MYC conductors Margaret Jenks and Randal Swiggum first experienced Onome’s ability to expand their teaching toolkit while working together at Carnegie Hall’s Weill Music Institute. Watching Onome lead an activity for fellow music educators, Jenks was struck by the way Onome’s performance revealed not only her own artistry, but the artistry of others. Through circlesinging, “she drew everybody in on their own time, with no preconceived template for the resulting sound, and honored the perspective of every ensemble member,” Jenks recalled. Thinking of the 400 young singers in Madison who would greatly benefit from Onome’s inspirational leadership, both Jenks and Swiggum began dreaming of ways to welcome Onome to Wisconsin for a long-term residency.
In December 2022, MYC received a Community Impact Grant from the Madison Community Foundation to support a yearlong project with Onome, followed by grants from Dane Arts and in-kind donations from Park Hotel, providing the essential, robust community support necessary to invest in Onome’s residency throughout the 2023-2024 season.
“We’re so grateful for the substantial support for this project, kicked off by a landmark grant from the Madison Community Foundation,” shared MYC’s Executive Director Lynn Hembel and Artistic Director Mike Ross. “Having the capacity to bring in an outstanding teaching artist like Onome not just once, but many times over the course of a year, gives our singers and the whole community the chance to build much deeper skills with a music educator whose gifts are rare and abundant.” Margaret Jenks is especially appreciative that over 100 music educators from across southern Wisconsin will also be practicing circlesinging with Onome throughout the year. “This is such a special opportunity for students to see that we are all lifelong learners. We’re always growing, moving, changing,” Jenks said.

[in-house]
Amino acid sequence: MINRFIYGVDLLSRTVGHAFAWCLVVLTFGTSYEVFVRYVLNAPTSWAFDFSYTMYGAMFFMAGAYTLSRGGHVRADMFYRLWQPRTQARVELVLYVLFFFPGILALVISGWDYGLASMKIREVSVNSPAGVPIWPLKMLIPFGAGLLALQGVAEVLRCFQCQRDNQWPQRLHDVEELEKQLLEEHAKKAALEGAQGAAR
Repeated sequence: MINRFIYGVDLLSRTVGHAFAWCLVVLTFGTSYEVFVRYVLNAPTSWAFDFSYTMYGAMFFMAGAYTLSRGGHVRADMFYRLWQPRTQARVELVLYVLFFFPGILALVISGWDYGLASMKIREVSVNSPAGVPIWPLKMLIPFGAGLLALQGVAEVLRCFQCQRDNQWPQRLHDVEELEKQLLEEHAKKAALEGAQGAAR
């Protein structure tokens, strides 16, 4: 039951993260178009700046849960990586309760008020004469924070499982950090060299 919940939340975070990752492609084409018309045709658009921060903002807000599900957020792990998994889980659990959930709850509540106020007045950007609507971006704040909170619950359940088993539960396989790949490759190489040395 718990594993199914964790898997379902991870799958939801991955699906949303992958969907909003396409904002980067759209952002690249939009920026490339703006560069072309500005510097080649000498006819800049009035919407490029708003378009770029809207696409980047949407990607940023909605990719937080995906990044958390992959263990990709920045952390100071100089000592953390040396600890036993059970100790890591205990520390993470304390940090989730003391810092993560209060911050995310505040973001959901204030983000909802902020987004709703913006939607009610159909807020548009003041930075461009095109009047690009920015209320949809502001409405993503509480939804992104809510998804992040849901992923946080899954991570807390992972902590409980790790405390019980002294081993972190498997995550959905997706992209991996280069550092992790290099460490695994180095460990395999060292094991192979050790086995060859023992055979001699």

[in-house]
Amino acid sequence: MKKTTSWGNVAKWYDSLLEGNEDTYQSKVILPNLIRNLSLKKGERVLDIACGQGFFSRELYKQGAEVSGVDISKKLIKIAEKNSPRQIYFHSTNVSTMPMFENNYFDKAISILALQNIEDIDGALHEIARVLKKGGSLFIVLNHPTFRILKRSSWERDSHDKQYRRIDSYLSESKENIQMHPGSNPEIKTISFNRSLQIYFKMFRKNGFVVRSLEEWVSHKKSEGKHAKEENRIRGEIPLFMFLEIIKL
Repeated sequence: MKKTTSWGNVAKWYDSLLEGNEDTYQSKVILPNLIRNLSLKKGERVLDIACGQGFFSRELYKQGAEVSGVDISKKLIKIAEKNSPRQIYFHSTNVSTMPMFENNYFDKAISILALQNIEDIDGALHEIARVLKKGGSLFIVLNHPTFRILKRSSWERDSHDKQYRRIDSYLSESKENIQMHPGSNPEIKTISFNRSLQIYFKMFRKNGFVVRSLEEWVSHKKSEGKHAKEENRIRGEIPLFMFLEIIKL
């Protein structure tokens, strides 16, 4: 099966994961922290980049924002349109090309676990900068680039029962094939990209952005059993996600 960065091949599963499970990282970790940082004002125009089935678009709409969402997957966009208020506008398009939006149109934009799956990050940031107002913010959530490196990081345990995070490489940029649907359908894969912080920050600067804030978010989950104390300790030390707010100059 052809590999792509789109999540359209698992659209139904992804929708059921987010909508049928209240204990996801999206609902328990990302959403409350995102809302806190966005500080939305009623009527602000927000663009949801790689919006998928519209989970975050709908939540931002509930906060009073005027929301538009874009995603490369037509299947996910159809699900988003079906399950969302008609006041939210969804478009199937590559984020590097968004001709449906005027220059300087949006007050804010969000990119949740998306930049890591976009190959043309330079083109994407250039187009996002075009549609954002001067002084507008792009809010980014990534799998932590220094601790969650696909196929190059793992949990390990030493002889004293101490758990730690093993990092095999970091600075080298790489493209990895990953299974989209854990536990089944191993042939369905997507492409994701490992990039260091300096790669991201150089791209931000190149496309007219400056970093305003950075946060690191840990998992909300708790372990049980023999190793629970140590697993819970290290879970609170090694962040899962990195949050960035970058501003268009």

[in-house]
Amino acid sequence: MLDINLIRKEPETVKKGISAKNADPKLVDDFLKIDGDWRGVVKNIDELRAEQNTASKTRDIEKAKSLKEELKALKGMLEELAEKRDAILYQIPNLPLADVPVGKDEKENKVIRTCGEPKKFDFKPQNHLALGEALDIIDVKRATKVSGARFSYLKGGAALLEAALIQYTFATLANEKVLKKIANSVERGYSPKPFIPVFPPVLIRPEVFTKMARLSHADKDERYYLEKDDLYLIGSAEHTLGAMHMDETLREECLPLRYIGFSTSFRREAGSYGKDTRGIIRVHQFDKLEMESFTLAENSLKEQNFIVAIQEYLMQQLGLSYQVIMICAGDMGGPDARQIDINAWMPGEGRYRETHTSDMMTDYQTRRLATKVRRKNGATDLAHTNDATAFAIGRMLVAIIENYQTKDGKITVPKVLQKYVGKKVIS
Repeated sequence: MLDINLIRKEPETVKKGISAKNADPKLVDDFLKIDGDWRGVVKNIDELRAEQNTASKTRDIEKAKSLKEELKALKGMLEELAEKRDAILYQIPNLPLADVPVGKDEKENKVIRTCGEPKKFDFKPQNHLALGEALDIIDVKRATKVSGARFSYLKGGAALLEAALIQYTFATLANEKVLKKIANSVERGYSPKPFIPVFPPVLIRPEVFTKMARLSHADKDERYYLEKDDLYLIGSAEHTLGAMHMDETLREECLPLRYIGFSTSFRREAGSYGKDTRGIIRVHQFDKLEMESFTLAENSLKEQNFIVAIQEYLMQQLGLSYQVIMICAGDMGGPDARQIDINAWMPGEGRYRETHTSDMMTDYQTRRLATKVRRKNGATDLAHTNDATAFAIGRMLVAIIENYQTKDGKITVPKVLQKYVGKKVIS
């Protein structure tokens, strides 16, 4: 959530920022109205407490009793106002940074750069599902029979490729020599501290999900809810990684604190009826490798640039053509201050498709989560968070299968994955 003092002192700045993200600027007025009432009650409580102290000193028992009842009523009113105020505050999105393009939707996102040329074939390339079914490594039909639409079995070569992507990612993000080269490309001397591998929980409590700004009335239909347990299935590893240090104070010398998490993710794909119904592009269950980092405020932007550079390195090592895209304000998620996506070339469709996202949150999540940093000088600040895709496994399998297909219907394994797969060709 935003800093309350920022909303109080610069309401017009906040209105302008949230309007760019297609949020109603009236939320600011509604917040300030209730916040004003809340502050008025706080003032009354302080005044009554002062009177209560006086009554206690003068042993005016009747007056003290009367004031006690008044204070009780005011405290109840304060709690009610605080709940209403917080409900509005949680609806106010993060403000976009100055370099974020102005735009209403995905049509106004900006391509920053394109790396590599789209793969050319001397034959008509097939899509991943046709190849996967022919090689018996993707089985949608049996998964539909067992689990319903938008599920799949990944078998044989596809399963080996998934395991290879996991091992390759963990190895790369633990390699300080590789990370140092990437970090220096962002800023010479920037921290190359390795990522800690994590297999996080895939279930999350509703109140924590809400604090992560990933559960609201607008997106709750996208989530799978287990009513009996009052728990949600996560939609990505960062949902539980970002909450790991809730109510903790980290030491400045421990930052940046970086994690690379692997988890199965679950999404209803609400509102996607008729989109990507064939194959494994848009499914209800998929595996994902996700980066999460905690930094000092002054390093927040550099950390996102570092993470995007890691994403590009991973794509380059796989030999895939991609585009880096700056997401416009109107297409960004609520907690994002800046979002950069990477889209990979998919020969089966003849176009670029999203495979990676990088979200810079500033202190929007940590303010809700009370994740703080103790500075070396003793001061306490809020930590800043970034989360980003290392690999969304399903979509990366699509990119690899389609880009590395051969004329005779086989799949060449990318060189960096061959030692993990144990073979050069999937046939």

Your Invitation to Join the Circle
The wider Dane County community will have the chance to try out circlesinging with Onome at MYC’s free intergenerational singing experience, “Madison’s Big Sing,” on Saturday, November 18 at 10am in the Starlight Theater at MYArts. While there is no cost to participate, attendees are encouraged to RSVP via the form on MYC’s website at https://www.madisonyouthchoirs.org/the-big-sing.
MYC’s nine performing choirs will present a semester-culminating concert series on January 20-21, 2024 at the Middleton Performing Arts Center as well as a spring concert series featuring Onome on May 18-19, 2024 at the Verona High School Performing Arts Center.
Students interested in joining Madison Youth Choirs for the second semester beginning in February 2024 will find more information on MYC’s website at https://www.madisonyouthchoirs.org
Following the first weekend of workshops at MYC, Onome shared her own gratitude for the opportunity to take part in creative fellowship in our community, “I got to witness people leap beyond their comfort zones, and smash self-limiting beliefs in real time.” She encourages all of us to move beyond our inhibitions and embrace the power of vocal improvisation to awaken creativity: “Approach the improvisational experience with a beginner’s mind. Let the song start off wonky and awkward and off-key. Trust that it will evolve, that you will evolve through consistent practice.”